Cybersecurity

Army fights a two-front cyber war

Heidi Shyu, United States Assistant Secretary of the Army for Acquisition, Logistics, and Technology

Heidi Shyu, asistant secretary of the Army for acquisition, logistics and technology, says "cyber cuts across every single one of my programs."

The Army has been carefully testing its weapons systems for sophisticated cyber threats, but it was an attack on its public website this week that drew attention, underscoring the breadth of the cybersecurity challenge facing defense agencies.

No sensitive information was taken in the cyberattack, purportedly by Syrian hackers, of Army.mil, according to Heidi Shyu, assistant secretary of the Army for acquisition, logistics and technology. At a June 10 appearance at the Atlantic Council in Washington, D.C., Shyu did not respond directly to a question as to why it took several hours to get the Army website back online. She did, however, highlight how the Army is striving to better secure its more sensitive assets from cyber threats.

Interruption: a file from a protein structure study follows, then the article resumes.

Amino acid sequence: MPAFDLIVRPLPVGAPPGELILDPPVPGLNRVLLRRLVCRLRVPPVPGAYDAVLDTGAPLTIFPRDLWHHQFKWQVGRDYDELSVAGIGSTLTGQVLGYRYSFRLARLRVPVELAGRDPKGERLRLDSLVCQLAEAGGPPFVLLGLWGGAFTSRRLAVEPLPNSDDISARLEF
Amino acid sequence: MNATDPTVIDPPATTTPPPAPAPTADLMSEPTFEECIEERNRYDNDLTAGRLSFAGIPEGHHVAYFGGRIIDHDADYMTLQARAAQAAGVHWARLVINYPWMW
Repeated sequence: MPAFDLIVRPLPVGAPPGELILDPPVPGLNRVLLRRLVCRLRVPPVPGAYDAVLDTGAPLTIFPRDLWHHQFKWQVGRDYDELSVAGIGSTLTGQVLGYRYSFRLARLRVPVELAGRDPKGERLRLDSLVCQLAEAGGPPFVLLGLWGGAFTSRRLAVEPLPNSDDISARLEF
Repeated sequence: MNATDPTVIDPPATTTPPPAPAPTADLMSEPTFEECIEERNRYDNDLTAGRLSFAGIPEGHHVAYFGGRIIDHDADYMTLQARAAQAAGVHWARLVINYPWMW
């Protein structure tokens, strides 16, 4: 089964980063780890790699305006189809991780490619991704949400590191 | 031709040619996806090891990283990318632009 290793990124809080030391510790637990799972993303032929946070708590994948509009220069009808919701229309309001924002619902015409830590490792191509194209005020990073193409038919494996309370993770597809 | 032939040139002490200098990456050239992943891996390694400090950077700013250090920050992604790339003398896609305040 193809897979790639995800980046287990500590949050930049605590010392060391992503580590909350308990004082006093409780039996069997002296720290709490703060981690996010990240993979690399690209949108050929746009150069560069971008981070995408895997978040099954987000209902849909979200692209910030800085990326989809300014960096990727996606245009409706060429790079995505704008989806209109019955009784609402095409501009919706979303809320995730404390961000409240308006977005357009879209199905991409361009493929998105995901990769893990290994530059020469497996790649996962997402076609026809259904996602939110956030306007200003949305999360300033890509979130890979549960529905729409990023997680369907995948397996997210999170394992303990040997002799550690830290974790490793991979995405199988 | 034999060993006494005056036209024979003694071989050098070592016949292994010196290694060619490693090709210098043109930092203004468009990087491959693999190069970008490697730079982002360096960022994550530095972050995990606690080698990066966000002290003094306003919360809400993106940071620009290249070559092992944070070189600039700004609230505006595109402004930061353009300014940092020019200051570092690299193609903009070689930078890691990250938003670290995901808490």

The Army has “red teams” of cyber specialists that are certified by the National Security Agency to test weapons and communications systems for vulnerabilities before they are deployed, Shyu said. “That’s a smart thing to do,” she added, “because these are holes we need to patch up.”

But Shyu told reporters after the event that the red teams do not test the systems for vulnerabilities once they’ve been deployed. Making fielded systems more cyber-secure is a stated priority for Frank Kendall, the Pentagon’s top acquisition official, though doing so represents a formidable challenge in cost and time.

In her four and a half years in the Army’s acquisition office, Shyu said she has worked to make the service’s various program executive offices less “stove-piped,” or cut off from each other, adding that this is particularly important when it comes to cybersecurity.

“Cyber cuts across every single one of my programs,” she said. “It’s not stove-piped. You don’t want … Cyber Command to talk to every single PEO individually – that’s just stupid.”

About the Author

Sean Lyngaas is a former FCW staff writer.

Featured

  • Workforce
    coronavirus molecule (creativeneko/Shutterstock.com)

    OMB urges 'maximum telework flexibilities' for DC-area feds

    A Sunday evening memo ahead of a potentially chaotic commute urges agency heads to pivot to telework as much as possible.

  • Acquisition
    Shutterstock ID: 1993681 By Jurgen Ziewe

    Spinning up telework presents procurement challenges

    As concerns over the coronavirus outbreak drives more agencies towards expanding employee telework, federal acquisition contracts can help ease some of the pain.

Stay Connected

FCW INSIDER

Sign up for our newsletter.

I agree to this site's Privacy Policy.